“Many that live deserve death. And some that die deserve life. Can you give it to them? Then do not be too eager to deal out death in judgement. For even the very wise cannot see all ends.” – Gandalf, in J.R.R. Tolkien’s Lord of the Rings trilogy
The execution of Troy Davis is scheduled for tomorrow, slating him to be next after 33 people who have already been executed in the United States this year.
Some – including notable public figures such as Pope Benedict XVI, Desmond Tutu, and Jimmy Carter – say there is too much doubt in Troy Davis’s case, that our justice system may likely be killing an innocent man. The prosecuting attorney says differently, in this CNN article in which he was interviewed. I found the last quote especially interesting –
“Lawton [the prosecuting attorney] said he’s against mob justice of any kind.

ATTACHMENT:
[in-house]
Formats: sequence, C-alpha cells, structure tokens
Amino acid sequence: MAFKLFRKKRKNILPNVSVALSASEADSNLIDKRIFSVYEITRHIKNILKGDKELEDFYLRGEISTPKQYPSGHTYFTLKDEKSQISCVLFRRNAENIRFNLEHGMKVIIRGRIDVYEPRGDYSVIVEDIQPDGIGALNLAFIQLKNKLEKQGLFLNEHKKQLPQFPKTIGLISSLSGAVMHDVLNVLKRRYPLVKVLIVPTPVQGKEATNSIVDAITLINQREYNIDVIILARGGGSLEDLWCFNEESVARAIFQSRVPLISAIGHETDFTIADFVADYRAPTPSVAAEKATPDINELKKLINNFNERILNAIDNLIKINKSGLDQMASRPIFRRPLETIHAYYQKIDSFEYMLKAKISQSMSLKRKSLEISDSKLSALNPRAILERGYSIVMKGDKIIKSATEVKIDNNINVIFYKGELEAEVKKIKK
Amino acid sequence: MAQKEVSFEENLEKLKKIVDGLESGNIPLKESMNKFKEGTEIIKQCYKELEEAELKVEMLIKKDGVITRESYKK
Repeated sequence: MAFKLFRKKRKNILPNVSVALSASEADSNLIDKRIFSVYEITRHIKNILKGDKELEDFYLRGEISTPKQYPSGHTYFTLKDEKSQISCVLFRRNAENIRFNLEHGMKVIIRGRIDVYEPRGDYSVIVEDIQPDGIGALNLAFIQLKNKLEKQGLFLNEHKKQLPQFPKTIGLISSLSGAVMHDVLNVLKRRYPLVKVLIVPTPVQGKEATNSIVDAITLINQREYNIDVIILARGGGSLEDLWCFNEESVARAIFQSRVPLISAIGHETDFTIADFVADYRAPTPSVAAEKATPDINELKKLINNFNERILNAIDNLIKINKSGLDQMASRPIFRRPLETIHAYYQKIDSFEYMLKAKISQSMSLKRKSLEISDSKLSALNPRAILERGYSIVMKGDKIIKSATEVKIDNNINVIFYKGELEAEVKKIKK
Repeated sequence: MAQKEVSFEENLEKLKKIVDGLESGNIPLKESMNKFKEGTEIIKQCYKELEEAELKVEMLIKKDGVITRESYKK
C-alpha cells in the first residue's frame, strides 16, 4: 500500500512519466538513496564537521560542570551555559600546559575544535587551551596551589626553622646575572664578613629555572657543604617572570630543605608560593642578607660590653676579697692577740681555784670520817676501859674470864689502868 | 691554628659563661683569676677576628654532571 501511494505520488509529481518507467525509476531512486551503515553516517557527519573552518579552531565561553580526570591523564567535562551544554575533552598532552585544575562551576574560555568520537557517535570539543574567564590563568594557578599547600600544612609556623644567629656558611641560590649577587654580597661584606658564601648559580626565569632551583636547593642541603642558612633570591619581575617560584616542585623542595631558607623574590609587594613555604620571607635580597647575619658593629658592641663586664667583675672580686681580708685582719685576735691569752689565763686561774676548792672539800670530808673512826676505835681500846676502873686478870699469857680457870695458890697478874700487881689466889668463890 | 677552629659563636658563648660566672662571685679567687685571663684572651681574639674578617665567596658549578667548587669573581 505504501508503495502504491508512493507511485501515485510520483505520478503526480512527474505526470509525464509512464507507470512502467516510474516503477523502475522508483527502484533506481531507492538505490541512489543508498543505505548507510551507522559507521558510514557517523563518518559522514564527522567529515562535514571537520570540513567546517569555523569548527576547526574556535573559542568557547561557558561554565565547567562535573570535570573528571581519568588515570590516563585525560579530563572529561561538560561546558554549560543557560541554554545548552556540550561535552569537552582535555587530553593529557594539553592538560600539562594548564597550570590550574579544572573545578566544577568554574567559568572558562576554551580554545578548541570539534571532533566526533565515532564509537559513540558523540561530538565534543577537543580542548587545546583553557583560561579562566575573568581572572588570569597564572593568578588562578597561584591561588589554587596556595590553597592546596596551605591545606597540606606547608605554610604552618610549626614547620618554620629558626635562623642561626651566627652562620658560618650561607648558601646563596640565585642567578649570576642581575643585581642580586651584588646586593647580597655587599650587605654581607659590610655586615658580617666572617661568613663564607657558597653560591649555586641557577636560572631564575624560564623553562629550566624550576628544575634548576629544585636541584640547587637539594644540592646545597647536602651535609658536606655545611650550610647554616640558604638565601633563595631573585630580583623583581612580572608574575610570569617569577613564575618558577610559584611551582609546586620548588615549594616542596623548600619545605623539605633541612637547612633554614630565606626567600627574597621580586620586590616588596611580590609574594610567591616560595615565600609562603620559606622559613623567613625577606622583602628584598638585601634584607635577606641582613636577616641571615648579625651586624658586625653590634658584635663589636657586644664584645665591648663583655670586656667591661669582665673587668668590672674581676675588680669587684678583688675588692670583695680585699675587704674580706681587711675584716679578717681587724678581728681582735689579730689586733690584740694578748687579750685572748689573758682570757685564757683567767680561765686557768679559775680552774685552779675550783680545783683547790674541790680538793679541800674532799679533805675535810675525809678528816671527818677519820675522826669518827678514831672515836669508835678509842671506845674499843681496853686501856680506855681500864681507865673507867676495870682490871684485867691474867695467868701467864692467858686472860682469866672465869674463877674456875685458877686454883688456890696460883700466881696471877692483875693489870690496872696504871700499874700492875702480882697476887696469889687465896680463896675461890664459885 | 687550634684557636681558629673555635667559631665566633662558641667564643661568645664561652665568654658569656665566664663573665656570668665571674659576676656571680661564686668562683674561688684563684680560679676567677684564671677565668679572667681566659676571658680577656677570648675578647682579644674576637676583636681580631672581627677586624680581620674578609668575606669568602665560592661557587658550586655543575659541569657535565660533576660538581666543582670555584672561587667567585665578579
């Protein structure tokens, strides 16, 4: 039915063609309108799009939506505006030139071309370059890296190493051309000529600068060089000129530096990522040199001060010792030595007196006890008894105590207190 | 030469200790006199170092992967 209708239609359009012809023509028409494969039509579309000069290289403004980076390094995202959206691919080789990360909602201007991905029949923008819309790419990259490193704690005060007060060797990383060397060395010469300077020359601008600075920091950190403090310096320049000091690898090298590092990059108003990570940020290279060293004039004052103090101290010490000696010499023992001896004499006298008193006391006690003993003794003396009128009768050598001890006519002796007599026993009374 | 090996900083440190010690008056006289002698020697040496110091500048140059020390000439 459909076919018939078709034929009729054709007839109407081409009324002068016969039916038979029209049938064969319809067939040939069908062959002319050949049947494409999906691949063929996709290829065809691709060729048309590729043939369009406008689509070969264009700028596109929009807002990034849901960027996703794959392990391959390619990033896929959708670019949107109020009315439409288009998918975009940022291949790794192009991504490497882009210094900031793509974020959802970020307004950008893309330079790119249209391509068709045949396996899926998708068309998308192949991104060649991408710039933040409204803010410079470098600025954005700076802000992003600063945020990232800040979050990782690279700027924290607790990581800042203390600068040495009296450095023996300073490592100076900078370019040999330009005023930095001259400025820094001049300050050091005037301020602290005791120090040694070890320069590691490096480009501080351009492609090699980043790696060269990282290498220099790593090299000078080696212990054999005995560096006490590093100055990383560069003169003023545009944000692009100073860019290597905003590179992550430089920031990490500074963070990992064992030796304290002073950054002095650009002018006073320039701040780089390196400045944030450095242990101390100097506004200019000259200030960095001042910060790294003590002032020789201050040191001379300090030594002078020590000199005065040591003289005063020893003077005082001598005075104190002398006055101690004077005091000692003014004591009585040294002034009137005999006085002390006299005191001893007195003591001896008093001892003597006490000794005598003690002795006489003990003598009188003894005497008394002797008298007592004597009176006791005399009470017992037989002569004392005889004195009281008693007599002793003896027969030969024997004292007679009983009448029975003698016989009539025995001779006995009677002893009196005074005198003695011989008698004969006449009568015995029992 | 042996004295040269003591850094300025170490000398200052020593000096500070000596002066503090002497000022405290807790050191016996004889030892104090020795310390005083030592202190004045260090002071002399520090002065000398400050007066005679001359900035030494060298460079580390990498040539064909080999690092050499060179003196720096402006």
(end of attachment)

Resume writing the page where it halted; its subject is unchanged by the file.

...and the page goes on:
“‘Would it be different if all these people were agitating to have someone executed? The criminal justice system should cow in the face of that kind of mob action? No, we would all say no,’ he said. ‘That’s not the way the system is supposed to operate.'”
No, the system is supposed to operate coldly and correctly, immune to human whims and emotions. I know.
But death is just so . . . final. Are we sure about this? Really?
Good question! Heard about it on talk radio, and was inclined to dismiss it at first until I heard that the Pope, of all people, had even gone on record for this man. One wonders. . . .